Waxing eloquent

Middleton finds prettiness in chaos


TRICIA MIDDLETON at Jessica Bradley Gallery (74 Miller), to November 8. 416-537-3125. Rating: NNNN


Vancouver-born Tricia Middleton has a distinctive style. Her trademark material is glitter-strewn pastel-coloured wax, which she melts or uses in sheets in large architectural structures.

In her new show, Making Friends With Yourself, she uses wax to encrust assemblages of garage and thrift-store items, the goopy coating recalling winter ice formations or those little trees you make at the beach with dribbles of wet sand. Though they’re not as spectacular as the room-sized installation she showed at MOCCA last winter, the sculptures allow her to continue on a smaller scale her exploration of the intersection of chaos and prettiness.

Displayed against walls or on the floor, some channel sad roadside altars, incorporating votive candles, crystals, coffee mugs and dried grasses that might come from dollar-store flower arrangements. Stuffed articles of clothing – Buddy, a shirt ornamented with multiple clay fingers, and Coffee Cup Legs, a disembodied pair of pants with a clay hand holding a desperate message – lie on the floor abjectly like something left behind by the homeless.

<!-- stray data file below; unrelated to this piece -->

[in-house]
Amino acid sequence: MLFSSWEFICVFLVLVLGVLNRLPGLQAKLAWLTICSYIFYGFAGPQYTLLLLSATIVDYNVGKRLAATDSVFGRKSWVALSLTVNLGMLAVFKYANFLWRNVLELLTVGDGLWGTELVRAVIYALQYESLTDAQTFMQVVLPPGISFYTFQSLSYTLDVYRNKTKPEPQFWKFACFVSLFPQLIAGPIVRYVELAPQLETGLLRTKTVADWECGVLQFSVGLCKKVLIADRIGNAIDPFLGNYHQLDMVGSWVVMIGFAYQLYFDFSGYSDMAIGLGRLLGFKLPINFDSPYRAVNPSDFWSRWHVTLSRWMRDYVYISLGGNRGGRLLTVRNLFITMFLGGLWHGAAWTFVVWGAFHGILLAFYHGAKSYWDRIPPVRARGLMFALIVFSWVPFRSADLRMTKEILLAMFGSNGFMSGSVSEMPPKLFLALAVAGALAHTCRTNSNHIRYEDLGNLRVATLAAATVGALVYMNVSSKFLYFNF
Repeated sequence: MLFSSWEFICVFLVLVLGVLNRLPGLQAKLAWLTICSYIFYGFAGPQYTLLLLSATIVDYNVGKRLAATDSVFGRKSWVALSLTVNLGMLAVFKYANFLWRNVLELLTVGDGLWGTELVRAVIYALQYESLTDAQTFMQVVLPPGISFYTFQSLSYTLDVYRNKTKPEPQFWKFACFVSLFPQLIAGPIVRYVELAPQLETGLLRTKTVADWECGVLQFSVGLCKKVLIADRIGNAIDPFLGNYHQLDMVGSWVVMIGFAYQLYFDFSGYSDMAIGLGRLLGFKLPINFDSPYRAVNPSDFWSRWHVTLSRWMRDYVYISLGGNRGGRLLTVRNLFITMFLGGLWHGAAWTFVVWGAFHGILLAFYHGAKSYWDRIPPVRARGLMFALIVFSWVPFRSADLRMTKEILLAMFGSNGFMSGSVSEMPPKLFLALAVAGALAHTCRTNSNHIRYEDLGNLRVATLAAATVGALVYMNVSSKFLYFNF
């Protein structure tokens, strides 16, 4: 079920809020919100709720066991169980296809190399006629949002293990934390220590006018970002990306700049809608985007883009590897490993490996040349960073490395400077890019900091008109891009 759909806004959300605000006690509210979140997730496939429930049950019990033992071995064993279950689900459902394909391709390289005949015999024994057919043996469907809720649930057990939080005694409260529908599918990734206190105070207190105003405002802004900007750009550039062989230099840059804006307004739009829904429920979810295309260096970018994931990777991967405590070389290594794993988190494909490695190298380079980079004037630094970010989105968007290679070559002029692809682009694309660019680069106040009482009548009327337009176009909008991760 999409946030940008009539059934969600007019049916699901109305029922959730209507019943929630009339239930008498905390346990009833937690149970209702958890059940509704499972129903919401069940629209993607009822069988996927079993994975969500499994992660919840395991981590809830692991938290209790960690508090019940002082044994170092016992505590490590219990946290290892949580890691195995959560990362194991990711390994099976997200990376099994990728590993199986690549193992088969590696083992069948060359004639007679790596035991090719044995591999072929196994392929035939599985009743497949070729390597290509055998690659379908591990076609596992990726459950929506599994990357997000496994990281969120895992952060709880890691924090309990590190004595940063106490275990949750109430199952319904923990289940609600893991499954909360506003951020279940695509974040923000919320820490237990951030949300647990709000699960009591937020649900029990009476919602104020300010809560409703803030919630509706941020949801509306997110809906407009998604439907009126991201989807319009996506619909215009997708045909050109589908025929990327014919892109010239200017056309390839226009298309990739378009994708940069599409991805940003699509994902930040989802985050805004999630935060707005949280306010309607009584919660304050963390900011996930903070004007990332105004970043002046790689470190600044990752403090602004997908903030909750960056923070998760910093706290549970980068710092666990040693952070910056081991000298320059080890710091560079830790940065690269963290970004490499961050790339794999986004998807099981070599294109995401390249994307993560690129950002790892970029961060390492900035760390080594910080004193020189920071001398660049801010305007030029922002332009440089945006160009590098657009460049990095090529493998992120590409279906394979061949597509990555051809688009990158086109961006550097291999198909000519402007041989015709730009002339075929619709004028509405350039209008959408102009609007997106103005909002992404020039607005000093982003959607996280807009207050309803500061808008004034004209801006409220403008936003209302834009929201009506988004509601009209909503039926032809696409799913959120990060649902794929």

In addition to the thrift shop, Middleton visits the broom closet for works that feature mops and buckets. Embedded in wax amidst a mess that they’re paradoxically incapable of cleaning up, they comment on the never-ending nature of housework (and artwork).

Their non-functionality is further enhanced by the fact that some objects – a broom handle, a tortuously twisted ladder that seems about to collapse – are made of cardboard that can barely support the load of wax.

As well as waxing real stuff, Middleton mixes in chunky, endearingly deformed replicas of cups and jugs made of painted unbaked clay.

Text works on paper echo the clay objects’ childish feel, their hand-lettering resembling signs in a high school hallway, their words inspired by Nietzsche or sending up art-world pretensions.

This all might sound bleak, but Middleton’s bargain-store fairy dust conveys a persistent sense of optimism.

art@nowtoronto.com

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